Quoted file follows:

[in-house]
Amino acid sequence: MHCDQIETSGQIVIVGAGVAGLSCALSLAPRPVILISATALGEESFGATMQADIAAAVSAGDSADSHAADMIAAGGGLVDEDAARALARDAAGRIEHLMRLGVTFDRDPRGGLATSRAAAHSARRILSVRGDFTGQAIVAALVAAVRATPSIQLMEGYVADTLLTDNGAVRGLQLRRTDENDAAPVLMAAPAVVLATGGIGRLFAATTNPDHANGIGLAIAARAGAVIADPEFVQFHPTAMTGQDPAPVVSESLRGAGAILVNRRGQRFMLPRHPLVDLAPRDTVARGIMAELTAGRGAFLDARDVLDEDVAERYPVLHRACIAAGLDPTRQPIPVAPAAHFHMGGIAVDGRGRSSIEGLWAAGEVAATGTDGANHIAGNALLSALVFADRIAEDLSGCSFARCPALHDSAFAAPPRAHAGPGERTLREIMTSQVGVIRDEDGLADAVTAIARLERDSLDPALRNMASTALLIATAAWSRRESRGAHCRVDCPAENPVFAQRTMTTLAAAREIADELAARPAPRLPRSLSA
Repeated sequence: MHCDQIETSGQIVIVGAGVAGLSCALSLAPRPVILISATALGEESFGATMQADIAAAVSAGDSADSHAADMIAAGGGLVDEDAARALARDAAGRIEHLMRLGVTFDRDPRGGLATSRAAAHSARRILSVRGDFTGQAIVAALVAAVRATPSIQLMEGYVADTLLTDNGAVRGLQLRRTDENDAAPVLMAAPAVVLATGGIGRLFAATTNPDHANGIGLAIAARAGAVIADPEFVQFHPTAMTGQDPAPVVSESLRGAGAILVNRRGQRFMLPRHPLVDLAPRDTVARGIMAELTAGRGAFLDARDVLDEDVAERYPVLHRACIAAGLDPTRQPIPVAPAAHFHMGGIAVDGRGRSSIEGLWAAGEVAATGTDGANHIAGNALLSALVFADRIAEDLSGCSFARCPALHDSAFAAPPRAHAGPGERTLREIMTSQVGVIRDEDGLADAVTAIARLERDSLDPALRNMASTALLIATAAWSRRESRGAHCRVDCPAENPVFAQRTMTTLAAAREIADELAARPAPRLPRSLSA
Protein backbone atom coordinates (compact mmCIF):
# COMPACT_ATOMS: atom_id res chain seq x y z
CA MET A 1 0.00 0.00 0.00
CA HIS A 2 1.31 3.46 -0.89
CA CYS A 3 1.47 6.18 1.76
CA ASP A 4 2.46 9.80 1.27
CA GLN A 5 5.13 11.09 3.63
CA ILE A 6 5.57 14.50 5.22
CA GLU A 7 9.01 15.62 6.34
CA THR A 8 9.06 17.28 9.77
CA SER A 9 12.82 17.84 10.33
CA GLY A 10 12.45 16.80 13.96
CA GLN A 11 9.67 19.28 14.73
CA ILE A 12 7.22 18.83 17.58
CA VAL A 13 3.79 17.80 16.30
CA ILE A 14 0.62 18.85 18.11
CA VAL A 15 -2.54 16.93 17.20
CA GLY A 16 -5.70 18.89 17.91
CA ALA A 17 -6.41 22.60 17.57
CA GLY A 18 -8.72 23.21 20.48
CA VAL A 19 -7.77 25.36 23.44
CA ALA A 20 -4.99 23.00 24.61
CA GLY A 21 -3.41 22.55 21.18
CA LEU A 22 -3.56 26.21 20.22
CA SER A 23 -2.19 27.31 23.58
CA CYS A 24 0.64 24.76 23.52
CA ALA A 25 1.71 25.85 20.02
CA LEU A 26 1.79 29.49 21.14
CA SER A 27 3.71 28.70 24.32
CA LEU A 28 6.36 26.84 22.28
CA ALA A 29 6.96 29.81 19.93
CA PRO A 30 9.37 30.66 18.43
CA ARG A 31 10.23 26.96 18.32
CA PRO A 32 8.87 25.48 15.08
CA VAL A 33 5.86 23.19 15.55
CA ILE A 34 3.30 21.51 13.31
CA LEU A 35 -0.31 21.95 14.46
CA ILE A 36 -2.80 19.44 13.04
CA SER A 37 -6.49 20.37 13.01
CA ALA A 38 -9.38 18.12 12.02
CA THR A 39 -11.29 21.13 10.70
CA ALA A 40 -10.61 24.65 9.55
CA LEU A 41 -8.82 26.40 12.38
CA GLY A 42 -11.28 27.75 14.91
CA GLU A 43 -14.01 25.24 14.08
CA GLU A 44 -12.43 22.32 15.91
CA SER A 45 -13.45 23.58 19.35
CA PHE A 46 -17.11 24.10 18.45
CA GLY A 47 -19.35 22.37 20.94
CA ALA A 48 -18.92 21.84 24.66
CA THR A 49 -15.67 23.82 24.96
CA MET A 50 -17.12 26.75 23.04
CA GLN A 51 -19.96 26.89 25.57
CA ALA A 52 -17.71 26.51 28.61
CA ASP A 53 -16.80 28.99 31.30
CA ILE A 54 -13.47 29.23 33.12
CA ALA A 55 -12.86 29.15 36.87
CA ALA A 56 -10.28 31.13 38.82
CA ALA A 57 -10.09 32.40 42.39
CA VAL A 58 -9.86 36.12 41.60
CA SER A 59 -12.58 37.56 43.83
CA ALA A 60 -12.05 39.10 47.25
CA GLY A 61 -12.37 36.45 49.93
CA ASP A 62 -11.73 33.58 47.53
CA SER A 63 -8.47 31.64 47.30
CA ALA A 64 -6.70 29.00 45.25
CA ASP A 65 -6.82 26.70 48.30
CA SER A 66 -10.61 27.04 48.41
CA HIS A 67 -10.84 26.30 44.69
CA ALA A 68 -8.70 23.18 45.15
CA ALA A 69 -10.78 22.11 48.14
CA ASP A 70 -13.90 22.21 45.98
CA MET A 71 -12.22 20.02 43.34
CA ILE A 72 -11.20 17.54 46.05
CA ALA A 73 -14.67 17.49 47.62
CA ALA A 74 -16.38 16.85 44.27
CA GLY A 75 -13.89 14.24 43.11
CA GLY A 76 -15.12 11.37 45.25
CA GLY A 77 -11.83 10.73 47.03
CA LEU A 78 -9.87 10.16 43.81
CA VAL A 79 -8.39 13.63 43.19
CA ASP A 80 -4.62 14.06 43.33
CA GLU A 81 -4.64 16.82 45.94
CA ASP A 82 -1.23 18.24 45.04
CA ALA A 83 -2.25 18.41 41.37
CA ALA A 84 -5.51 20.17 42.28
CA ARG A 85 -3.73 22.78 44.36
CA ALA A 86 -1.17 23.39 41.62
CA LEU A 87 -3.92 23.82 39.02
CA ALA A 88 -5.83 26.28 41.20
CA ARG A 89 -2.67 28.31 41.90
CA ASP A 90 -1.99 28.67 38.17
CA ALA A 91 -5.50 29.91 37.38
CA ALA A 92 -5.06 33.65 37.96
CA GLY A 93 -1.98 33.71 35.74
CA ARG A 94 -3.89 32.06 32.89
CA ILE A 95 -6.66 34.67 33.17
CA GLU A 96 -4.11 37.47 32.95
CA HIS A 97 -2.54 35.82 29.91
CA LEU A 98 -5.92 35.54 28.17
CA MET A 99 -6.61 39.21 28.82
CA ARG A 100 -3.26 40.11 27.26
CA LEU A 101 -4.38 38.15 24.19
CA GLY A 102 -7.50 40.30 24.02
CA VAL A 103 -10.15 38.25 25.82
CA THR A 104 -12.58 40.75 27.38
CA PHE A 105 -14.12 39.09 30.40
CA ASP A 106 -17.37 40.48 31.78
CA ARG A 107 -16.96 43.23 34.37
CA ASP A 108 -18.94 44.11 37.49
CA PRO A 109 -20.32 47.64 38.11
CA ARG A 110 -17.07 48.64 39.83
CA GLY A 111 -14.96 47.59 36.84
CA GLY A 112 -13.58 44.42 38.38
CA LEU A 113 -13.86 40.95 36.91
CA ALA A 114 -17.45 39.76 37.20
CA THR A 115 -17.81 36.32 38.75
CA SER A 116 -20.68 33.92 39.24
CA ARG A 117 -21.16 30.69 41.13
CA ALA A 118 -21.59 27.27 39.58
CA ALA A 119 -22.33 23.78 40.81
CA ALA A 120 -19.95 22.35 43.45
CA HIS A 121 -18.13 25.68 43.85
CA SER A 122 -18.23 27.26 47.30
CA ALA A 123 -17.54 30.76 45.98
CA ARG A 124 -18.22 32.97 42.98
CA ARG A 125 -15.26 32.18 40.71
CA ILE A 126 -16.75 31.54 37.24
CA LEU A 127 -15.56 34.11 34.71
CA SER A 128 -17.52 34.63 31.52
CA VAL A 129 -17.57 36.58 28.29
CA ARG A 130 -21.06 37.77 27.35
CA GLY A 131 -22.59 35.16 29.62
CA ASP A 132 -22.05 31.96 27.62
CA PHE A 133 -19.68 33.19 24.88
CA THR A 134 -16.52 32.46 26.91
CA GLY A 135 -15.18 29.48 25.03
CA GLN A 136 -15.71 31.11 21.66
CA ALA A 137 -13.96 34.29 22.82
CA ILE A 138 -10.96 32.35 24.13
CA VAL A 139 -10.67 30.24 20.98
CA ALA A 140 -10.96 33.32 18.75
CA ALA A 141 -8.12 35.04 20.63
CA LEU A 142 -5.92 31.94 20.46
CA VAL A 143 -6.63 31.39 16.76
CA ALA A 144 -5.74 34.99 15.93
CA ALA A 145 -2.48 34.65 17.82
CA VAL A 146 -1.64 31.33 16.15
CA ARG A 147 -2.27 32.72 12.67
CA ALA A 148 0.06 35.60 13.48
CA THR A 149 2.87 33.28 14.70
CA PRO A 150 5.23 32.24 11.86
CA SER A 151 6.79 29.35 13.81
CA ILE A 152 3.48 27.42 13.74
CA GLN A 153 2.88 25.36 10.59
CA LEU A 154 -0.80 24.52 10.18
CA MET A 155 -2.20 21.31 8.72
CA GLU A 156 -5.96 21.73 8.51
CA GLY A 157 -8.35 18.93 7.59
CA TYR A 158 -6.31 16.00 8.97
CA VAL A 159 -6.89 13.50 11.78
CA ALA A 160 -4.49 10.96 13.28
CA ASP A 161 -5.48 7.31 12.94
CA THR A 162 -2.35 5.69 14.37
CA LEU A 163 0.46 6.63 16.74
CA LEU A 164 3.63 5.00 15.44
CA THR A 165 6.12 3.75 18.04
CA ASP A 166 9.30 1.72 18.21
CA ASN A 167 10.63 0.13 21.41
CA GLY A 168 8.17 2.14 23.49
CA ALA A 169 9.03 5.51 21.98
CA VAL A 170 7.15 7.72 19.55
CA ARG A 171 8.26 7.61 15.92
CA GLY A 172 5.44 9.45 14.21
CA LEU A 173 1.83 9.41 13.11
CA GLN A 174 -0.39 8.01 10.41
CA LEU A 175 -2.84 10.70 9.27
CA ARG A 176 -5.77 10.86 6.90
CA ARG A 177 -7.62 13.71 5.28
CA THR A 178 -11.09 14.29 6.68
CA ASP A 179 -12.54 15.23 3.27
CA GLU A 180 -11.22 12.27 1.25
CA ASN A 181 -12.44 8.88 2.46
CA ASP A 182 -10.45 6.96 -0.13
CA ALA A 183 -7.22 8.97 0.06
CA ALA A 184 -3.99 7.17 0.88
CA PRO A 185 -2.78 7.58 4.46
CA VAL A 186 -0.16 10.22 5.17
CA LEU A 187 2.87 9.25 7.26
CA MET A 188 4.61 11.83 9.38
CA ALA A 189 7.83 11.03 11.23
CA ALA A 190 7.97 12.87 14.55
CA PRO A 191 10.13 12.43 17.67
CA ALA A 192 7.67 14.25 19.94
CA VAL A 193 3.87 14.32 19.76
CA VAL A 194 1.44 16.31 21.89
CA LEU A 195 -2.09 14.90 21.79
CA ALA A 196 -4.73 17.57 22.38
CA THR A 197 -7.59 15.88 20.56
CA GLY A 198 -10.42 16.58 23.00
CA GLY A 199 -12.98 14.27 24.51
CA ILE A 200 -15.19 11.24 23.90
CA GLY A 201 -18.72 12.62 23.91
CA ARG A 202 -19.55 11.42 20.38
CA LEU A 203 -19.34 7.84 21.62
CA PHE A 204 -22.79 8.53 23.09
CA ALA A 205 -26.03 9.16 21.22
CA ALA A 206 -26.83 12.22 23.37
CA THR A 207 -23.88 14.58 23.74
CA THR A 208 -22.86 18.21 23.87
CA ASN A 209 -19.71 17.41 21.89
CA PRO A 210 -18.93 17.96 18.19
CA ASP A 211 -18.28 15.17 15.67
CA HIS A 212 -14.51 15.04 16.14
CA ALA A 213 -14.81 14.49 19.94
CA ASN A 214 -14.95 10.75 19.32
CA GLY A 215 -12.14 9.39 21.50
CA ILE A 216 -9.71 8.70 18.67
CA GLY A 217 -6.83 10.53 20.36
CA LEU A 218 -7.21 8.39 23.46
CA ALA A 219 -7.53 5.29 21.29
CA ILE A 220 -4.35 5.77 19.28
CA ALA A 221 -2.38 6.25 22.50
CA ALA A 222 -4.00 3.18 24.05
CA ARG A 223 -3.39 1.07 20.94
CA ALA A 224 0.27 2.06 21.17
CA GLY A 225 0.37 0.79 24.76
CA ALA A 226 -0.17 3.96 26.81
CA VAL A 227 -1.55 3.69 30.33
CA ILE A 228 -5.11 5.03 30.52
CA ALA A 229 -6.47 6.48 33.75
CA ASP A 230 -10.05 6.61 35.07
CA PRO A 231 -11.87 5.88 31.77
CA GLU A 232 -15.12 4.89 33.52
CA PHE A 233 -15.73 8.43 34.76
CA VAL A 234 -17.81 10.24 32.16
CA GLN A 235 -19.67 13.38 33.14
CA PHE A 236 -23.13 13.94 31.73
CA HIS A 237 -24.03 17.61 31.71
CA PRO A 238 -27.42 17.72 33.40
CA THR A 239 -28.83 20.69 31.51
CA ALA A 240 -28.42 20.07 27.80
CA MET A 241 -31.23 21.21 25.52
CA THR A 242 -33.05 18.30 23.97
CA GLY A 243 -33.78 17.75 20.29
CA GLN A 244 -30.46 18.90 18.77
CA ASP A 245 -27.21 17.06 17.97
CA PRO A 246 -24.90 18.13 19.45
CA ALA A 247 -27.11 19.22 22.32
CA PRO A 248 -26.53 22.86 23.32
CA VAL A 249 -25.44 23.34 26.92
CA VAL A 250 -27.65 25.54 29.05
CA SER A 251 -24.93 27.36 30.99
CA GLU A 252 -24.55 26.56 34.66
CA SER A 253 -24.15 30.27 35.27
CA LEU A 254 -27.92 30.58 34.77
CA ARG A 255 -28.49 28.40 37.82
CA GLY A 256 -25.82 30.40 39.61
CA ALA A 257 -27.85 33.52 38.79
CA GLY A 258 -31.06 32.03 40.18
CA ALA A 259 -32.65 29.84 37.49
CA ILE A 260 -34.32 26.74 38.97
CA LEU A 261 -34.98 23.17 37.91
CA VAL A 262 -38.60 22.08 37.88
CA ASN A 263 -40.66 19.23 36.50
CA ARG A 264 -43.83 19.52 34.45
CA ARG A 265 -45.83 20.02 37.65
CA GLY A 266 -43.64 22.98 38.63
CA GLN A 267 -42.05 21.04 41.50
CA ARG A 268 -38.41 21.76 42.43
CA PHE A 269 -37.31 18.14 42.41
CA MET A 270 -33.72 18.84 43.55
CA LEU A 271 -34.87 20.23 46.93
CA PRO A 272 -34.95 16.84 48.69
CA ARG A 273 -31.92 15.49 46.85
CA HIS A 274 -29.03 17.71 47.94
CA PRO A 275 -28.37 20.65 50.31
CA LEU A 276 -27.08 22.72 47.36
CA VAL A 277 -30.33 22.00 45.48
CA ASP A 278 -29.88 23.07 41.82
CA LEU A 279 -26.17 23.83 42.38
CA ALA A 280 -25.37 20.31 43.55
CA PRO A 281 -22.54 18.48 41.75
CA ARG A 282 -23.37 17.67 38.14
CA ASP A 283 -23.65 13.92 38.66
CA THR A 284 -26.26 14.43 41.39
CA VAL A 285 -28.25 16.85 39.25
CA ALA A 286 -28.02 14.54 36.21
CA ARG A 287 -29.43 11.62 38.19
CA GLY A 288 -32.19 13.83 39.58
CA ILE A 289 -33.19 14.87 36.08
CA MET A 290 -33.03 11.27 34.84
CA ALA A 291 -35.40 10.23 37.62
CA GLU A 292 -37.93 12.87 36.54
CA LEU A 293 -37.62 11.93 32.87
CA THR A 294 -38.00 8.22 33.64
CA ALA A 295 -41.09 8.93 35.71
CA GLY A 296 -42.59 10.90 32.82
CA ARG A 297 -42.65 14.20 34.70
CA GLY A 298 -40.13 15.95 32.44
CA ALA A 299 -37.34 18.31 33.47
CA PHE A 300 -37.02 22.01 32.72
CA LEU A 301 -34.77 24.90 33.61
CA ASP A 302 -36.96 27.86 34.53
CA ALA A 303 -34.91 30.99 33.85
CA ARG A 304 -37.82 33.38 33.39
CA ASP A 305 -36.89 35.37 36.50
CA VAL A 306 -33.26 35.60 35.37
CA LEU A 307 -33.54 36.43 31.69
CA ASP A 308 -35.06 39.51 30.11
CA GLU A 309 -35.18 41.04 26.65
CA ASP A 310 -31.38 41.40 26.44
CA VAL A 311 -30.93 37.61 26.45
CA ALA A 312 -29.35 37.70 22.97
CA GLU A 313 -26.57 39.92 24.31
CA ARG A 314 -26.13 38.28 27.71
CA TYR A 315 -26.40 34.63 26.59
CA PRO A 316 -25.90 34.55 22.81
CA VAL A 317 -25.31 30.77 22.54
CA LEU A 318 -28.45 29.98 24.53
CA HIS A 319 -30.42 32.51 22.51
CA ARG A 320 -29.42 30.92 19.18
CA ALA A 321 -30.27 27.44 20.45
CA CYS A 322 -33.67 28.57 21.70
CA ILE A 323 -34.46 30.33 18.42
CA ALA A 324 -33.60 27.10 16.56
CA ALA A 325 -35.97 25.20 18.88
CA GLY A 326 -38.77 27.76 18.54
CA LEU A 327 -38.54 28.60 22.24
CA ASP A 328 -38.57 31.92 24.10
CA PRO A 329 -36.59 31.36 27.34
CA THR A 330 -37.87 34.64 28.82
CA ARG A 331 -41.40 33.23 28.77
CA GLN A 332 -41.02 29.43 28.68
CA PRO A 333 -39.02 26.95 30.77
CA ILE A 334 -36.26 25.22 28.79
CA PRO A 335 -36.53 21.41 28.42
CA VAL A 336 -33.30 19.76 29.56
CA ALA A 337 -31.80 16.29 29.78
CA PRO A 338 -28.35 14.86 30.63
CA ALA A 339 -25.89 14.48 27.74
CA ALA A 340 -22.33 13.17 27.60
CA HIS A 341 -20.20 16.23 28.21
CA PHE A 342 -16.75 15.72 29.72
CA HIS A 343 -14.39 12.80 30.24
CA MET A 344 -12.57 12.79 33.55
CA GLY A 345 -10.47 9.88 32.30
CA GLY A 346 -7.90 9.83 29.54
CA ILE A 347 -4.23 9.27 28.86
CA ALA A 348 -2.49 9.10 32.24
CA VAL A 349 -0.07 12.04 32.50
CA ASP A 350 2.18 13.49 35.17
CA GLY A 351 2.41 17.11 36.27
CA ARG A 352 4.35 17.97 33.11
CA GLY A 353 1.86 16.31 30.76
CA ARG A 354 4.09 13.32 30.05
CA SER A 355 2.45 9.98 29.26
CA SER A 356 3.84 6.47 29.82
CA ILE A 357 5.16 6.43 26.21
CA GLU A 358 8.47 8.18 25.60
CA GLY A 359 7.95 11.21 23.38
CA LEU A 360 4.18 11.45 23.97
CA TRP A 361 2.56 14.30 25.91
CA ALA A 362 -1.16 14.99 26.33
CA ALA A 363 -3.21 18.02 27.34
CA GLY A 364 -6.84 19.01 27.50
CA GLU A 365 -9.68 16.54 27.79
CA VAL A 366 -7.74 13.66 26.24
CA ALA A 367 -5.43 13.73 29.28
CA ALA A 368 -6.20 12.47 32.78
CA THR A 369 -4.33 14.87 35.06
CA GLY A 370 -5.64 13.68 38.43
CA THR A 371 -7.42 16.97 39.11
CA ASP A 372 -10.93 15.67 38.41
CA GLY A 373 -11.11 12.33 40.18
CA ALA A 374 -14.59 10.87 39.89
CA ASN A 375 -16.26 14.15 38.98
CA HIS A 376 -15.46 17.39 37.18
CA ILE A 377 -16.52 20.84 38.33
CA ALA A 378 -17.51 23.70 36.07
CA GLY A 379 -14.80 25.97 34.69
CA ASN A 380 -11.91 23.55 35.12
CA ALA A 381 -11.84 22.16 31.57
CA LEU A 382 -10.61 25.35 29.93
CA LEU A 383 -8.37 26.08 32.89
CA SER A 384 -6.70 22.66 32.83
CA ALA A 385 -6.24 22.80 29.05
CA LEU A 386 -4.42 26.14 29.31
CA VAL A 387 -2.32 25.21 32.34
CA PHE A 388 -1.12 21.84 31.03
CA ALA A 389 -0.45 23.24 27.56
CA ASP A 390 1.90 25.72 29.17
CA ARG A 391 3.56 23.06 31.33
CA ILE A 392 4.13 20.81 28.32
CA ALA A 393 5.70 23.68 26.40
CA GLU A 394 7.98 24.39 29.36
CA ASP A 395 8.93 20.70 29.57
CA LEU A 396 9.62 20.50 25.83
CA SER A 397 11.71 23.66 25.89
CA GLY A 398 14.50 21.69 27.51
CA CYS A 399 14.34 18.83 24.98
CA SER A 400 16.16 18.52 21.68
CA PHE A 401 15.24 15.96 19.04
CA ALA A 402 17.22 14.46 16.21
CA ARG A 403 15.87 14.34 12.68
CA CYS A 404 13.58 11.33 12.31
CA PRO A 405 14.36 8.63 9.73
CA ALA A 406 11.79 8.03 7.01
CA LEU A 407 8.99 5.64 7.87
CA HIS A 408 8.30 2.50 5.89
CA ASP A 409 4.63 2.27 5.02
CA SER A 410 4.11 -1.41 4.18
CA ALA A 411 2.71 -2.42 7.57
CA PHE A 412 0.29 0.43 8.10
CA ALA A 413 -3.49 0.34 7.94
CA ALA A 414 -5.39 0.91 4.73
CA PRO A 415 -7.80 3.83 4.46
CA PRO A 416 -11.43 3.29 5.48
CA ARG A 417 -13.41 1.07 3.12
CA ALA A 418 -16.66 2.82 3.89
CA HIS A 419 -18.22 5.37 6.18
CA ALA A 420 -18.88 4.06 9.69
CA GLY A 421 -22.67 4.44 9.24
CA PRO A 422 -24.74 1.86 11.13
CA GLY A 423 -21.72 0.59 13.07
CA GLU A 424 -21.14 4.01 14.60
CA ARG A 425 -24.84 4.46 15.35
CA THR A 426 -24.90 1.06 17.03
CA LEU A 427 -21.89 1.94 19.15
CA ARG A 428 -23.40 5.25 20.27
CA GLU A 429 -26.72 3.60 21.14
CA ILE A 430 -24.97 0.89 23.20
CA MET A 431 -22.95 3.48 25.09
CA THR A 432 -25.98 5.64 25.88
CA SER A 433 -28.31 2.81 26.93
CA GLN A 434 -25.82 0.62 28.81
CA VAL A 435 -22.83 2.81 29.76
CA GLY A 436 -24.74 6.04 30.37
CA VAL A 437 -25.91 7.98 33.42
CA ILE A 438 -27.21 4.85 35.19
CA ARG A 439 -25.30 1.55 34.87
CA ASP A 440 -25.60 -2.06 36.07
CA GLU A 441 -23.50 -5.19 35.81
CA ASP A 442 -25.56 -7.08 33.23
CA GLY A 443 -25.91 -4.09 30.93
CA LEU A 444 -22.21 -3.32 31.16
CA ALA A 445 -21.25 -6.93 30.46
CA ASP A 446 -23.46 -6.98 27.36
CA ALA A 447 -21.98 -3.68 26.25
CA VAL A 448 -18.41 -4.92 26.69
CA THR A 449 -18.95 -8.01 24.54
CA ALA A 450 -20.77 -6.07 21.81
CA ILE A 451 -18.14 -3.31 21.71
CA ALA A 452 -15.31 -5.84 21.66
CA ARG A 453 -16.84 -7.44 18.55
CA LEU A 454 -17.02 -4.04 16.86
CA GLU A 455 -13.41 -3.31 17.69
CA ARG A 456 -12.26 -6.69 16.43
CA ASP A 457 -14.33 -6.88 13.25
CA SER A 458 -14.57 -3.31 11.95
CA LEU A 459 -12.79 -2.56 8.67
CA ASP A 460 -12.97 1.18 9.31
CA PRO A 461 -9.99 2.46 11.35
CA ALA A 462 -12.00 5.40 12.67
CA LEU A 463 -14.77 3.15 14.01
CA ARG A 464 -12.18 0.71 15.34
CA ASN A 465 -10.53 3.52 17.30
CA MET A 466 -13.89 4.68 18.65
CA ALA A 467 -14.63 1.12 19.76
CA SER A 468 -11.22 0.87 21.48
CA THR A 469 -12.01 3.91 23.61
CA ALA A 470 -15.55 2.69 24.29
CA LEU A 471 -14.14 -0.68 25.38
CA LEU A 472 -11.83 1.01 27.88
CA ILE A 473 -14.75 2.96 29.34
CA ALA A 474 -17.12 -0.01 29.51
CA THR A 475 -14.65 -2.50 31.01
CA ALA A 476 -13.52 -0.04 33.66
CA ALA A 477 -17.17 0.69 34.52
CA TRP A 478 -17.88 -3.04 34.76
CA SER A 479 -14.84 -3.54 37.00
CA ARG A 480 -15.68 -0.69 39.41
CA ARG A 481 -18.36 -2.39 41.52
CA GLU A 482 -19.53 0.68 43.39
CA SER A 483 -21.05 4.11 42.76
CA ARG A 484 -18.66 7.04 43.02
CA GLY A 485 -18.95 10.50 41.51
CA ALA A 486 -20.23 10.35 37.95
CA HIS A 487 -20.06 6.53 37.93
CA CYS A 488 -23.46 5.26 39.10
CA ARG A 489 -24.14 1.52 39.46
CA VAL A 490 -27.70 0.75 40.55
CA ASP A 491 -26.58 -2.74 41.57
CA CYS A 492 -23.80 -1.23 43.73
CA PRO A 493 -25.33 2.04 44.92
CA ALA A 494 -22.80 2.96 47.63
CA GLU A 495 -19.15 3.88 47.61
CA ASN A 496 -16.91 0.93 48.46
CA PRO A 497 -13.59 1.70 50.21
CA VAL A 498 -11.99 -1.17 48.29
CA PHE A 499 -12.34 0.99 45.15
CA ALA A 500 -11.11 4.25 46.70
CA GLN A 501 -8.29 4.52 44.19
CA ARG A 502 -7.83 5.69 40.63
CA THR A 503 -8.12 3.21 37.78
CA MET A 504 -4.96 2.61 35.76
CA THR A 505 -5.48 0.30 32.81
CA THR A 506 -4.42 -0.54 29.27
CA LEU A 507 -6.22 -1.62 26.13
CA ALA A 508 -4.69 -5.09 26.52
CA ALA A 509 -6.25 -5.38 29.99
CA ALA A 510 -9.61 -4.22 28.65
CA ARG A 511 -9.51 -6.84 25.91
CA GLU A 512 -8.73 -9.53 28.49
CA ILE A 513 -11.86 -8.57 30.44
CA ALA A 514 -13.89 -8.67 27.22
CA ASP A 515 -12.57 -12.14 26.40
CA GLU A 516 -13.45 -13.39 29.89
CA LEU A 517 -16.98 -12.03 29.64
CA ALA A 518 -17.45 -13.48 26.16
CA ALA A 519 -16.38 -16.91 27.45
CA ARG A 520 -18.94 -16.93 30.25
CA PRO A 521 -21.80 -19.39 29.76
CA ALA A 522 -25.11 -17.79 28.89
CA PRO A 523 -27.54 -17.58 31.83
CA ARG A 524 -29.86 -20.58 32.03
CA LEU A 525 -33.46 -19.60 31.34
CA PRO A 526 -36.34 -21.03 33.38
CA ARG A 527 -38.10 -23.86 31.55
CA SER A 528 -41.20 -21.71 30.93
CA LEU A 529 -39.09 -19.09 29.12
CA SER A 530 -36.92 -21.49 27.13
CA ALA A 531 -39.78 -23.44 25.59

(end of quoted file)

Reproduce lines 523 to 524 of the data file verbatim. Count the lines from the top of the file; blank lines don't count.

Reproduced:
CA ALA A 518 -17.45 -13.48 26.16
CA ALA A 519 -16.38 -16.91 27.45